AskERIC Lesson Plans
Lesson Plan #:AELP-PHY0045

Solar Hot Box

An AskERIC Lesson Plan

AUTHOR: John Sandru; Battle Mountain Junior High, Nevada



This lesson is designed to explore different aspects of solar energy. The students have already been exposed to various forms of alternate energy sources and the reasons for their use. The students will build a solar hot box in order to test various colors and materials to find the maximum temperature that can be reached.

PURPOSE: The purpose of this lesson is to demonstrate to students through discovery that different colors and materials create various temperatures.


  1. The student will review the basic needs for alternative energy sources.
  2. The students will be able to identify at least three different materials that will produce maximum heat.
  3. The students will be able to identify at least three different colors that will produce maximum heat.
  4. The students will be able to solve a design problem for a solar hot box.


  1. Teach basic alternative energy sources.
  2. Teach heat conductive and repelling materials.
  3. Teach heat conductive and repelling colors.
  4. Experiment with materials and colors for maximum heat.
  5. Teach designs for a solar hot box.


  1. Shoe boxes
  2. different colored construction paper
  3. Cellophane different colors
  4. aluminum foil
  5. thermometers
  6. large sheet of paper


This lesson will begin with a review of what alternate energy sources are. Each student will be required to brain storm as many energy sources as they can in a set time limit. At the end of the time limit the students will discuss which of the energy sources are used every day and which ones are alternative sources. Ask the students to discover for themselves why we consider some energy sources alternate and some not.

Explain to the students that today they will experiment with solar heating to decide if all energy needs in the U.S. can be met by solar energy.


  1. Experiment with colors to determine which colors will absorb or reflect heat. Use colored cellophane when they build their boxes.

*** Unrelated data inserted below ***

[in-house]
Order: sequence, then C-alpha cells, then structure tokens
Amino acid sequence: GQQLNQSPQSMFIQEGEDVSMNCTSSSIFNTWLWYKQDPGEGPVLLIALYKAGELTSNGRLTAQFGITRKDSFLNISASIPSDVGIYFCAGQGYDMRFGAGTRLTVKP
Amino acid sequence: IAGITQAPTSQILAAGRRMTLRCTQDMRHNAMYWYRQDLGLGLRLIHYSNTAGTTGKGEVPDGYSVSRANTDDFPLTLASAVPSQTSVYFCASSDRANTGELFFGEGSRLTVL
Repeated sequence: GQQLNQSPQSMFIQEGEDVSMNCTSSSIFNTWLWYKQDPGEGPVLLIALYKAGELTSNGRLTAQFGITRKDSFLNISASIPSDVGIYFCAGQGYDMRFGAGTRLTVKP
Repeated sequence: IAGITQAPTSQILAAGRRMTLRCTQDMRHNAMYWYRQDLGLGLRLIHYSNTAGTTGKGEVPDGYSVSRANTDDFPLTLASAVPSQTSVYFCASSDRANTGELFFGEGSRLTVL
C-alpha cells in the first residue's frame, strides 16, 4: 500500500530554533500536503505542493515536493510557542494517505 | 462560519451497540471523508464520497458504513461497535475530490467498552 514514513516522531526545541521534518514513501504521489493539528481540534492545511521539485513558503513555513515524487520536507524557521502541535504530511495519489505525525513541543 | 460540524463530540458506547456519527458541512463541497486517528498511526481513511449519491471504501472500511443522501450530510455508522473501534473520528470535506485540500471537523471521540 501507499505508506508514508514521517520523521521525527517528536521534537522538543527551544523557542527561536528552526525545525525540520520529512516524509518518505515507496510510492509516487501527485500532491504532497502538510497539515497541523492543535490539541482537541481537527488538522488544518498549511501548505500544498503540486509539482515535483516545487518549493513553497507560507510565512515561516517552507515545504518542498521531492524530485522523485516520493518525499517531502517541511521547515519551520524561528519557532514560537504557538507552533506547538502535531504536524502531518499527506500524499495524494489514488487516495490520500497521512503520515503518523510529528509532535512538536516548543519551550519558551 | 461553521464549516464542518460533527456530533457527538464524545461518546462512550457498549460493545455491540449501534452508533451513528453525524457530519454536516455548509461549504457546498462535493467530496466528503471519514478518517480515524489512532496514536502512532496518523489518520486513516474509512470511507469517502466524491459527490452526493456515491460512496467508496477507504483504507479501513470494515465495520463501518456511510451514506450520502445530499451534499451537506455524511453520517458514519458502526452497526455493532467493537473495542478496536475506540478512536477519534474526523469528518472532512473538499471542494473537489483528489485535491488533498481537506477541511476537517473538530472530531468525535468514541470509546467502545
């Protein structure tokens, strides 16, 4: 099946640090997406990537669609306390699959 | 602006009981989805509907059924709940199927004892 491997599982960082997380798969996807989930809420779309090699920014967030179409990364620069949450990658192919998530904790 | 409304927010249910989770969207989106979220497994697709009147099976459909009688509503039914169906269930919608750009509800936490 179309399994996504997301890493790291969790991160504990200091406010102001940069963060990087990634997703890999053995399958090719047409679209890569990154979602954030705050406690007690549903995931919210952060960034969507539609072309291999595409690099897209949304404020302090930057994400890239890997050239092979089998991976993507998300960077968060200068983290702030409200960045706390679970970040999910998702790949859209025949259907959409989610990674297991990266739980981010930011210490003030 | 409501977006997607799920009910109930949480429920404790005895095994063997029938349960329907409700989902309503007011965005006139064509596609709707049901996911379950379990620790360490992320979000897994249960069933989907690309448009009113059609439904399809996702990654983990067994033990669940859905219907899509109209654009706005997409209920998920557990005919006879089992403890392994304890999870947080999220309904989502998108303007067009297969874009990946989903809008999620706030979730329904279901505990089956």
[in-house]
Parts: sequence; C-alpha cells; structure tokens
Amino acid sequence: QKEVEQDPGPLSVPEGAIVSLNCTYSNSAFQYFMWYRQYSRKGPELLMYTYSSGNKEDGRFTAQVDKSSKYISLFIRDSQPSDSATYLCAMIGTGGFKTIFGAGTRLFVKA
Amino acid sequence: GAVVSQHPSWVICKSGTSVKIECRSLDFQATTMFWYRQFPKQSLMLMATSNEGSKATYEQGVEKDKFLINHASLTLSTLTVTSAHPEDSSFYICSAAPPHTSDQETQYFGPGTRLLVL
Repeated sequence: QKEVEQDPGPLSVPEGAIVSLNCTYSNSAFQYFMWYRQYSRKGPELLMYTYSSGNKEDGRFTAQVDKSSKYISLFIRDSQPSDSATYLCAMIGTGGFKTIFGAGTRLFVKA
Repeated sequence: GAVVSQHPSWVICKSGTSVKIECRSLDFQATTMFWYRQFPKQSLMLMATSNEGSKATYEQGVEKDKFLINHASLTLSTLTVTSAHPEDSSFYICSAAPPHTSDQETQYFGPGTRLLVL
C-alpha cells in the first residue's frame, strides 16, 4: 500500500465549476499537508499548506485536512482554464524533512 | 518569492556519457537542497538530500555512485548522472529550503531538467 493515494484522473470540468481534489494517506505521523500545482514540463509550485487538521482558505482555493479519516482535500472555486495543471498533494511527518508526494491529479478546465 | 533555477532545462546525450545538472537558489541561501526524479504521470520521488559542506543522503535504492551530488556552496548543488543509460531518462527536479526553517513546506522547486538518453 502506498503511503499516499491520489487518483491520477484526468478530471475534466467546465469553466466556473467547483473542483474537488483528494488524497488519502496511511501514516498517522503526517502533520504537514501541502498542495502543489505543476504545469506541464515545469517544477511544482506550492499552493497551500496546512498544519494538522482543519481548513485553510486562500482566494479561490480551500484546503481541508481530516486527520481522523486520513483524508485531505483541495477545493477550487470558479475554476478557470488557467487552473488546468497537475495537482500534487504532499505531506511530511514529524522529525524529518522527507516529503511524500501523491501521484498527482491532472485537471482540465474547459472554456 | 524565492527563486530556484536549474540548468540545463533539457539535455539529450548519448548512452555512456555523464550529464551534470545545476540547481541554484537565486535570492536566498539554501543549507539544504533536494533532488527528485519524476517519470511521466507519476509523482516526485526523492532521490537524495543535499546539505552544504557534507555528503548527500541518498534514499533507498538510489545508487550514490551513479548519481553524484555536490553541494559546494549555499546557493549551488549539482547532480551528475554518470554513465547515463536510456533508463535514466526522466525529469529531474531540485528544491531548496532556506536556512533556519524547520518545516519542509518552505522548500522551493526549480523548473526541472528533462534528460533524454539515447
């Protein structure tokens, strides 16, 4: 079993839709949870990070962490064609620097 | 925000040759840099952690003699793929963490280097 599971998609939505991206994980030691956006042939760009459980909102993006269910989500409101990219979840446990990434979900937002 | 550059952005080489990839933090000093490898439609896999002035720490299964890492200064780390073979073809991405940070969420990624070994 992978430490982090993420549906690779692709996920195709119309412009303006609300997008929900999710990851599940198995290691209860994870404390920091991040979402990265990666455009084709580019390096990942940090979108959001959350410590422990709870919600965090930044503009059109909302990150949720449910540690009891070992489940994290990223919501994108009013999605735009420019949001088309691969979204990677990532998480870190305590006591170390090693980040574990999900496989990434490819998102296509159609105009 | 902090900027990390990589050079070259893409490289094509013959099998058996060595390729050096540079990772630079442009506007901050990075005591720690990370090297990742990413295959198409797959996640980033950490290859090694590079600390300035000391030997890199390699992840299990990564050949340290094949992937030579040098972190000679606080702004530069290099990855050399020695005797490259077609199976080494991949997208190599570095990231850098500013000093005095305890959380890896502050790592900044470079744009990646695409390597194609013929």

2. Experiment with materials to determine which materials will absorb or reflect heat. Use shoe boxes, foil, construction paper for the materials.

  3. Define what a solar hot box is.

  4. Define what a solar collector is.

  5. Explain that a solar hot box differs from a solar collector only in the respect that the solar heat is collected and contained in the box is not purposely transferred. The heat from a solar collector is usually transferred from the collector by a heated air or water medium to another location.

  6. Students will build their own hot box using the colors and materials they choose. Students can work in pairs or alone to build their box and conduct the experiment.

  7. Explain that each hot box groups will go outside and complete a temperature experiment to determine the maximum temperature it will reach.

  8. Have each group set their experiment up with a thermometer on the inside.

  9. At one minute intervals have each group record the temperature of the hot box. Do this for ten (10) minutes.

  10. Bring the results into the classroom and record the temperatures for each group on the board.

  11. Ask the students which hot box achieved the highest temperature the fastest.


When the students have decided which box worked the best and which one didn't work ask them to brain storm conditions outside that would help or hinder the solar heating process. Make a list on a large sheet of paper and hang it the room.


For the next day, ask the students to compose a paragraph addressing why solar energy might not be the answer to all the energy needs of the U.S.

May 1994

These lesson plans are the result of the work of the teachers who have attended the Columbia Education Center's Summer Workshop. CEC is a consortium of teacher from 14 western states dedicated to improving the quality of education in the rural, western, United States, and particularly the quality of math and science Education. CEC uses Big Sky Telegraph as the hub of their telecommunications network that allows the participating teachers to stay in contact with their trainers and peers that they have met at the Workshops.

This activity has been copied, with permission, from the Educational Resources Information Center (ERIC) server to ours, to allow faster access from our website. We encourage you to explore the original site.

See one young man's experimentation with solar cookers for a science fair project!

Back to Coalition Home

To Reach Out! volunteer organization at the University of Michigan